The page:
/ 3 December 2010

What the cables say

What The Cables Say

These are the key revelations from the United States embassy cables, as reported by the Guardian and its international media partners in the story, Le Monde, Der Spiegel, El Pais and the New York Times.

The US faces a worldwide diplomatic crisis. More than 250 000 classified cables from American embassies have been leaked.

  • Saudi Arabia put pressure on the US to attack Iran. Other Arab allies also secretly agitated for military action against Tehran.
  • Washington is running a secret intelligence campaign targeting the leadership of the United Nations, including the secretary general, Ban Ki-moon, and the permanent security council representatives from China, Russia, France and the United Kingdom.
  • Bracing views of Berlin’s leadership and the description of German Chancellor Angela Merkel as “risk averse and rarely creative”.
  • US intelligence assessments that Iran has acquired missiles from North Korea, which could, for the first time, enable Tehran to strike at Western European capitals.
  • Washington’s view of France, including a description of President Nicolas Sarkozy as “susceptible and authoritarian”. A French diplomatic adviser described Iran as a fascist state and Venezuela’s President Hugo Chávez as a “madman transforming his country into another Zimbabwe”.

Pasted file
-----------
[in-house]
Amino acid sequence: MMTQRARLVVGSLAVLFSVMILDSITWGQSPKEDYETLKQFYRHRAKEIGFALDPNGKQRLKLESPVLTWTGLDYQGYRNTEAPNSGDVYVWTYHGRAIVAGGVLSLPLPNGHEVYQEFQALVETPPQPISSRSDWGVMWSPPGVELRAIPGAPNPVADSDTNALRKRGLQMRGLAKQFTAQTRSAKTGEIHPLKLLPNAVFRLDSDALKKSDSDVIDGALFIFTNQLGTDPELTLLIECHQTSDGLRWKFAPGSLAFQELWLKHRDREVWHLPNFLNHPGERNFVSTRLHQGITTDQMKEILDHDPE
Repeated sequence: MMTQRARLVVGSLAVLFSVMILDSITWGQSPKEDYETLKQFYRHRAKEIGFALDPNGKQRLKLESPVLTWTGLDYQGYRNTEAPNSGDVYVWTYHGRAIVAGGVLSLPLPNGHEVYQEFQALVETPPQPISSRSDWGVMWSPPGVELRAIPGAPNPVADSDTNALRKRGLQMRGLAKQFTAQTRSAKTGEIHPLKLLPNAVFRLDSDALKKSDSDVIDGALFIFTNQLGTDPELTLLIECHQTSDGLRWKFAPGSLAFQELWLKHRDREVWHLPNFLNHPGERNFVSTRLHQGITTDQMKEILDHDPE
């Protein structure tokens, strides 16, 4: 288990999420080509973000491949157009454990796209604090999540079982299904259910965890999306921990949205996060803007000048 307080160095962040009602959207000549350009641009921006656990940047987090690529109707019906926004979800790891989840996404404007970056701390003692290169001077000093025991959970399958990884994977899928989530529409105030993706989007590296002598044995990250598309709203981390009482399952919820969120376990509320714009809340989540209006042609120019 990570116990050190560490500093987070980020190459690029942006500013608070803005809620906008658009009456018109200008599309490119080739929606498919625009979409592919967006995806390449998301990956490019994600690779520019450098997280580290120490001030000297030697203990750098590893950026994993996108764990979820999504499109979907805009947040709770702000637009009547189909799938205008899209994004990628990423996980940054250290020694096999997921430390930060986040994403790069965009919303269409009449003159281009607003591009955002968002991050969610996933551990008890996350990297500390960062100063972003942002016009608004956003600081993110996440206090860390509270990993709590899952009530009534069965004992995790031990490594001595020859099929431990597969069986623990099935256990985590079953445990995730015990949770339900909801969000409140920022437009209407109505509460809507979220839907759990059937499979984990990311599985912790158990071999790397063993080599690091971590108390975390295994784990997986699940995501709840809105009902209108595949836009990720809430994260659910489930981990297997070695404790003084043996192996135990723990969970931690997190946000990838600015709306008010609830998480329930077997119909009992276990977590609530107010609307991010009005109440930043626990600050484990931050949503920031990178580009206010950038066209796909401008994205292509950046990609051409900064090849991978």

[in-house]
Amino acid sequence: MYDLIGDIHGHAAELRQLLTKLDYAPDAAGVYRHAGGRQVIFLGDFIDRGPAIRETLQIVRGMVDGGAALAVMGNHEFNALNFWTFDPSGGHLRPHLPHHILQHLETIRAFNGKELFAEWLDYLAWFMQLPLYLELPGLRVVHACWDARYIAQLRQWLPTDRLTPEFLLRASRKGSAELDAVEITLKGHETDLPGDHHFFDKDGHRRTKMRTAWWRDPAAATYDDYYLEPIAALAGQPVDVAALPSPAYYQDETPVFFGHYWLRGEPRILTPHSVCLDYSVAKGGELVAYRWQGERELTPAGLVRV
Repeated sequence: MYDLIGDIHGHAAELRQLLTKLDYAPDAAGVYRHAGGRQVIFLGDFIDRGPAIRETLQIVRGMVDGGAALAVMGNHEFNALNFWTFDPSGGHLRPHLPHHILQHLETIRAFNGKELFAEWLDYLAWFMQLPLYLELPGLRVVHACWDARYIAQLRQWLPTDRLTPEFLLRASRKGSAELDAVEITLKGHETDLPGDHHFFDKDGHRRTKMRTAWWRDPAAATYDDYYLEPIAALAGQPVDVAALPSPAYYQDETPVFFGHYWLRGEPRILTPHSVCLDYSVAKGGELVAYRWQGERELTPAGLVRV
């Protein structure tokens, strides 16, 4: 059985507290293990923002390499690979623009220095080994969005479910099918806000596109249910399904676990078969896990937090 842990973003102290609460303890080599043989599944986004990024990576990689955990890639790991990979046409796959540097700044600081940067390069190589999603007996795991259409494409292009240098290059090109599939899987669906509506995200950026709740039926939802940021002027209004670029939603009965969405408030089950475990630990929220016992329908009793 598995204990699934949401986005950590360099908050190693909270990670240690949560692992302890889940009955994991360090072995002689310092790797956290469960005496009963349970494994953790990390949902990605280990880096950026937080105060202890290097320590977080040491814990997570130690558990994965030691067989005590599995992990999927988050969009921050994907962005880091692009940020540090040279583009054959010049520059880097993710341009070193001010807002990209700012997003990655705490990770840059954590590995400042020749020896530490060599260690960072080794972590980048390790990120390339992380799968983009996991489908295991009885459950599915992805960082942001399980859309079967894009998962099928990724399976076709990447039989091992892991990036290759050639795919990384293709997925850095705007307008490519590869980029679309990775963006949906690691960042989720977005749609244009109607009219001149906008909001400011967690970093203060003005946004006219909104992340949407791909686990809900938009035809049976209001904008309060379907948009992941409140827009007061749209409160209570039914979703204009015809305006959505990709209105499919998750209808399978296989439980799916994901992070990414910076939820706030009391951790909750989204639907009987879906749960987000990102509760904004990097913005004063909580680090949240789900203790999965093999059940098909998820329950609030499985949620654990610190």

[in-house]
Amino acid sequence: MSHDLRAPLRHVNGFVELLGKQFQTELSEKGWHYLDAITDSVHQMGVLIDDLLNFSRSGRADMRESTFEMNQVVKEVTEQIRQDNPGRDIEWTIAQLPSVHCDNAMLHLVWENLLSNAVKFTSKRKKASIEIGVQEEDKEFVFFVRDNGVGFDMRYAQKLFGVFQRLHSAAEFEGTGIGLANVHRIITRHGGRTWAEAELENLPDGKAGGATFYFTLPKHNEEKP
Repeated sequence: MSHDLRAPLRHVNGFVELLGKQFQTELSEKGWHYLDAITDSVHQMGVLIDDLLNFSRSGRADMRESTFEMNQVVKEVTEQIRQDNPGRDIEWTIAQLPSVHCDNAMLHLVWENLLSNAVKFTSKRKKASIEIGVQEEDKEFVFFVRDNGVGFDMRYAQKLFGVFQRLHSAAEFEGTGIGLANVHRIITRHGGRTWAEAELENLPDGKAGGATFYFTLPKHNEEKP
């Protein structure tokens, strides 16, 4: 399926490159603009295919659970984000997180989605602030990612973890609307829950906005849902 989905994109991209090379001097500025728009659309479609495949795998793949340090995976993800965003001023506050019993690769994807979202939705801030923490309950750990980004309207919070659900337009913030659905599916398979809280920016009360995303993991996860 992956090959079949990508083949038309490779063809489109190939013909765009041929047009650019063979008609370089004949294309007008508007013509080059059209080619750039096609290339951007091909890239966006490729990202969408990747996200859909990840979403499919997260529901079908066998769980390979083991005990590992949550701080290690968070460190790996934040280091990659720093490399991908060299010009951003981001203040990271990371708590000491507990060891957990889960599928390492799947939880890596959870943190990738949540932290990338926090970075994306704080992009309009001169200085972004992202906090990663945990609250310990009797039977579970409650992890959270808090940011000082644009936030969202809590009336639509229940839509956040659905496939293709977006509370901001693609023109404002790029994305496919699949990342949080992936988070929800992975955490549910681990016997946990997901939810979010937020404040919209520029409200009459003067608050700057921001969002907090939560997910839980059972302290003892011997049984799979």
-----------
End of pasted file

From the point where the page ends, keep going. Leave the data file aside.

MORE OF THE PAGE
• China is ready to accept Korean unification and is distancing itself from North Korea, which it describes as behaving like a “spoiled child”. Cables say Kim Jong-il is a “flabby old chap” losing his grip and drinking.
  • US Secretary of State Hillary Clinton wanted a briefing on the mental health of Argentina’s President, Cristina Kirchner, and asked whether she was taking medication to calm her down.
  • Details of the US administration’s search for countries willing to take its Guantanamo prisoners, if it closed the base down, and the German government’s reluctance to help them.
  • The US administration doubts the Turkish government’s dependability as an ally, describing it as having little understanding of the outside world and its foreign minister Ahmet Davutoghi’s “neo-Ottoman visions” as exceptionally dangerous.
  • US diplomats describe the former Haitian president, René Preval, as “indispensable but difficult — a chameleon character” unwilling to accept advice.
  • US diplomats reported France in 2005 as a difficult ally in the fight against international terrorism, because its specialist investigating magistrates were insular, centred on Paris and operating in “another world”.
  • The US made repeated attempts to curb court cases in Spain against American soldiers and politicians accused of involvement in Iraqi war crimes or torture at Guantanamo. — Guardian News & Media 2010